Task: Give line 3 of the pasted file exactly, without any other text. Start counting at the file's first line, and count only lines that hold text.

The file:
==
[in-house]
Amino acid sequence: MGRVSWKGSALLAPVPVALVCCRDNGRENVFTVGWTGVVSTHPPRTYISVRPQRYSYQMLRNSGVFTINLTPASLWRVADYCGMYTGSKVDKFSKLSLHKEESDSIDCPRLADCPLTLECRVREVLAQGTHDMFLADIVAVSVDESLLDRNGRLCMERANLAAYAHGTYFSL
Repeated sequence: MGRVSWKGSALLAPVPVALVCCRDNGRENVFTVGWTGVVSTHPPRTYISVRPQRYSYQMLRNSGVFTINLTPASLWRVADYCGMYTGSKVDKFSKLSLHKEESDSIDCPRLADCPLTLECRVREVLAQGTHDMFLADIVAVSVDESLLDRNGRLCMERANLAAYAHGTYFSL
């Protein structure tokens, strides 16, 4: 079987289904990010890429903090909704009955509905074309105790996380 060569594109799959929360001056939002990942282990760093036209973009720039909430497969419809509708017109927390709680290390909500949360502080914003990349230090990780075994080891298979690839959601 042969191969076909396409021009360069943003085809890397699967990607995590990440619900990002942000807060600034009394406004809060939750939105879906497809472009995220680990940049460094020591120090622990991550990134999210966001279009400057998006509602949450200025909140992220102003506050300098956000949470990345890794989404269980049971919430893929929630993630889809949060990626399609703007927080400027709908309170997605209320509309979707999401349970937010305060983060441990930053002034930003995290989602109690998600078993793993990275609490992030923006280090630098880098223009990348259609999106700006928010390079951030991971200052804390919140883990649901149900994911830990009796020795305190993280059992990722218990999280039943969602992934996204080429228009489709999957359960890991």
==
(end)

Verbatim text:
Repeated sequence: MGRVSWKGSALLAPVPVALVCCRDNGRENVFTVGWTGVVSTHPPRTYISVRPQRYSYQMLRNSGVFTINLTPASLWRVADYCGMYTGSKVDKFSKLSLHKEESDSIDCPRLADCPLTLECRVREVLAQGTHDMFLADIVAVSVDESLLDRNGRLCMERANLAAYAHGTYFSL